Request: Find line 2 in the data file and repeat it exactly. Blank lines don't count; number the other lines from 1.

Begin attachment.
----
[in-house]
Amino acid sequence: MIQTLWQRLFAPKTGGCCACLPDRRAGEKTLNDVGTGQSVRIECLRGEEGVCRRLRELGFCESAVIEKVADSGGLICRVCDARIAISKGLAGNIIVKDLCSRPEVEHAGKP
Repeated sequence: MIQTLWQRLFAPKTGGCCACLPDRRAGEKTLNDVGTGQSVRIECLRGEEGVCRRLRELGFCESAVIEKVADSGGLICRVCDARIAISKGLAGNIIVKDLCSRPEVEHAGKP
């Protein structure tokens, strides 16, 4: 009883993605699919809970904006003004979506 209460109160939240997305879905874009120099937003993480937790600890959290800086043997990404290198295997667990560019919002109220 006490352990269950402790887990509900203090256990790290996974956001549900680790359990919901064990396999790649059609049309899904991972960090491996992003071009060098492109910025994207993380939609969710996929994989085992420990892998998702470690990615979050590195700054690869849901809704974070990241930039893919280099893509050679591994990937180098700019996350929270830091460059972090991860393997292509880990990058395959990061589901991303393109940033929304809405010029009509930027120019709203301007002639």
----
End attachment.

Amino acid sequence: MIQTLWQRLFAPKTGGCCACLPDRRAGEKTLNDVGTGQSVRIECLRGEEGVCRRLRELGFCESAVIEKVADSGGLICRVCDARIAISKGLAGNIIVKDLCSRPEVEHAGKP